Ask Gardenerd: Pruning Blackberries

As we look into the corner of the Gardenerd Test Garden, we see the need for blackberry pruning. Someone else in the Gardenerd community did the same thing and asked: “I believe you mentioned it is time to prune blackberries, but what’s your method? My Seattle friends say they all cut the plants off at ground level and tear out the runners invading new territory. My plants are 2 years old. What is best pruning method for the maximum yield next year?”

Before we prune blackberries, let’s talk about how they grow:

Blackberry flowers

For the sake of simplicity, let’s say blackberries have floricanes: they fruit on second-year canes. This means that a cane (or stalk) will grow tall in the first year, but it will only set fruit in the second year and then it will die back. So if you want fruit every year, cut down only the canes that fruited this spring/summer.

Some people tie ribbons around the canes that fruited, but we just wait until those fruited canes die back and turn brown, usually in winter. Step One: Cut all the brown canes back to soil level and leave the green canes for next year. Leave 5-6 green canes for each plant.

Prune blackberry canes that have turned brown. Leave green canes in place.

Prune blackberry canes that have turned brown. Leave green canes in place.

Step Two: Tip-prune green canes back to 4 feet above ground. This will help generate bushy new growth when the time comes. You can also prune any lateral branches (side shoots from the main canes) back to 12″ inches.

First blackberries of the season

This cane will be cut back at the end of the season.

Step Three: Dig out those runners! Blackberries are vigorous runners. Those runners can travel across the yard. Our blackberry plant started as a cutting in a pot, it now pops up as far away as ten feet from the original plant.

It's time to dig up blackberry runners before they take over. This one grows between two potted plants.

It’s time to dig up blackberry runners before they take over. This one grows between two potted plants.

Dig runners out with a shovel and follow them back to the source as much as possible. Runners send up new canes all along its length so be vigilant. A little effort every couple of months will restrict blackberries only to designated areas.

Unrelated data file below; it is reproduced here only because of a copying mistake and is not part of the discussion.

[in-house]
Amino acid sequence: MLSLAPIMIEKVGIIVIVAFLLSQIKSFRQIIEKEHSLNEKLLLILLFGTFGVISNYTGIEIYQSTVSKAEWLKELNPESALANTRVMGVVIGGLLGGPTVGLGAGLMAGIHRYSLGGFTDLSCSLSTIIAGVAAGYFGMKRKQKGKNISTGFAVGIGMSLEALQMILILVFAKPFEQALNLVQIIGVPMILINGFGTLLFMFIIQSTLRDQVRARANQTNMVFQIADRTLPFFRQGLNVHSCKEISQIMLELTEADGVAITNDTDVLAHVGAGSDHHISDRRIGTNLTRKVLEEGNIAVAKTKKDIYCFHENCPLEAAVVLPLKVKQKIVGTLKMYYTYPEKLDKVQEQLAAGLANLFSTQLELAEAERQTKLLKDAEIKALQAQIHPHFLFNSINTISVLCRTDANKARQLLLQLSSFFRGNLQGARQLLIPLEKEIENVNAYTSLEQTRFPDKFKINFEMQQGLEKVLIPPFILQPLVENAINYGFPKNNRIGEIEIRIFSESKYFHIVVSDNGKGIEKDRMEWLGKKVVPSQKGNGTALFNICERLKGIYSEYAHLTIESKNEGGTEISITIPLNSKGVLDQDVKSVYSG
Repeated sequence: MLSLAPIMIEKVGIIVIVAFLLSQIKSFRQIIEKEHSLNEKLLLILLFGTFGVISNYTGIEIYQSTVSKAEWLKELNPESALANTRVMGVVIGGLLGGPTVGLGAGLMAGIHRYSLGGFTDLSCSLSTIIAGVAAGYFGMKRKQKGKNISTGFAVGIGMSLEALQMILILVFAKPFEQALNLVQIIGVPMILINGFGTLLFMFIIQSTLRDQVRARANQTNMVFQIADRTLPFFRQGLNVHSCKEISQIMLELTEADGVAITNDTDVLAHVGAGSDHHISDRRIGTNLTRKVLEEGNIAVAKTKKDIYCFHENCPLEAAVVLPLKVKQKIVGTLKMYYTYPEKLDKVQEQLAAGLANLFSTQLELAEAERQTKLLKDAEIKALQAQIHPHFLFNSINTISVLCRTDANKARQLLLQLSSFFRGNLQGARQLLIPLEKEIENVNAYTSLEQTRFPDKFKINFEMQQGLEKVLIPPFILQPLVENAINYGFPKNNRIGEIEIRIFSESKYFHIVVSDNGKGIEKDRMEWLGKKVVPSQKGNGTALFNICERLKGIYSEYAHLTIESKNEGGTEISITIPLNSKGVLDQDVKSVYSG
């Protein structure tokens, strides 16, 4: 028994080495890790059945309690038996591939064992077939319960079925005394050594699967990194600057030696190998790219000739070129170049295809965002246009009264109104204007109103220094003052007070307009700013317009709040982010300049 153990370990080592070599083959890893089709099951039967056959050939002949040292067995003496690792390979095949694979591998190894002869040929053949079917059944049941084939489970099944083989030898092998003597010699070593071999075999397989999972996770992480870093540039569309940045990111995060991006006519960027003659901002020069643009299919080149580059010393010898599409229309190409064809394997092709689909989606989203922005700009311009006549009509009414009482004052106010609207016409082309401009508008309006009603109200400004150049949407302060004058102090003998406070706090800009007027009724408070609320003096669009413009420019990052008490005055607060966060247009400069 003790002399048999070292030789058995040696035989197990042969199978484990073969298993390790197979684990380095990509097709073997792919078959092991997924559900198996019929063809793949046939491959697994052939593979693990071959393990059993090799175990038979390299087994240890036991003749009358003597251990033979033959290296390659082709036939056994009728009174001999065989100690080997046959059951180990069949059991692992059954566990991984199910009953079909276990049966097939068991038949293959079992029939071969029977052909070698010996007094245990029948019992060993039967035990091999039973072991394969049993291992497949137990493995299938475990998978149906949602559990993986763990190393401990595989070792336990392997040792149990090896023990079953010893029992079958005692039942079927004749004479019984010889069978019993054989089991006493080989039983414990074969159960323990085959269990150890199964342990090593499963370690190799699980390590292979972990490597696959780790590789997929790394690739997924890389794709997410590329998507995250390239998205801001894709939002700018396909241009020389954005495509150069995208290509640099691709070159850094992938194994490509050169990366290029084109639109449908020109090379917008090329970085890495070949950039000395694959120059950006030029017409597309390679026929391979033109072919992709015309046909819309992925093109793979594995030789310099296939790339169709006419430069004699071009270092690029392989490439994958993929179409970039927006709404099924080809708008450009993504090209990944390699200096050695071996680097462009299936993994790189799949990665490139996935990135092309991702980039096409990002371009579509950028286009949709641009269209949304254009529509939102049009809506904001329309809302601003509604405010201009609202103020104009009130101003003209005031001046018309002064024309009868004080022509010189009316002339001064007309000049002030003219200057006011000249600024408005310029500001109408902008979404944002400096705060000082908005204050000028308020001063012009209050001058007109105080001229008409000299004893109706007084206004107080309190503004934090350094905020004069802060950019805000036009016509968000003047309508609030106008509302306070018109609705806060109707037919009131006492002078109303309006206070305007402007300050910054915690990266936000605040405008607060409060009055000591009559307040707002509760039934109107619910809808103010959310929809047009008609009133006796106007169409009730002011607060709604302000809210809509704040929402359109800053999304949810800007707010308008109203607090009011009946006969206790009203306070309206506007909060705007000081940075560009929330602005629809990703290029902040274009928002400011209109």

Note – there are different types of blackberries and other cane berries. Some have canes that don’t die back at the end of the season, and some have both primocanes (that fruit in the first year) and floricanes. These instructions work for blackberries with floricanes but may not apply to raspberries or black raspberries that have a primocane-growth behavior. If your plant doesn’t exhibit the growth behavior mentioned above, read up on the variety you’re growing to be sure you are pruning the way it wants to be pruned.

Sharing with friendsTweet about this on TwitterShare on Google+Pin on PinterestShare on FacebookEmail this to someone
This entry was posted in Blog, Sage Advice and tagged , . Bookmark the permalink.

4 Responses to Ask Gardenerd: Pruning Blackberries

  1. Michael Doty says:

    Those super fast growing long shoots i have coming up this year, are these my new growth that is going to fruit next year? Or are these suckers that i need to cut out? Just a little confused because i have new growth in the form of stems that are like a foot or 2 now, but the ones i am asking about have shot up and are over 8 feet long now. Thank you

    • Christy says:

      Technically those should be your first year’s growth that will fruit next year. If they are in your way you can tip prune them back to 4 feet long and they will branch out next season. If any of this new growth is sprouting from an area that you consider “out of bounds” just dig them out or they will take over your yard.

  2. Sue says:

    I have some of the above blackberry and they have gotten way to big because we didn’t know how to take care of them. My question is can I prune them back now. I live in lincoln county wv.

    • Christy says:

      Hi Sue,

      Winter is the best time to prune back blackberries. You can even prune them if they are starting to bud already. I did that last year, and my yield was lower but I still got a decent harvest. Dig out runners that have crept out of bounds, too. Don’t just snip them back to soil level. Take the time to really dig them out and you’ll be much happier when it comes to harvest time.

Leave a Reply

Your email address will not be published. Required fields are marked *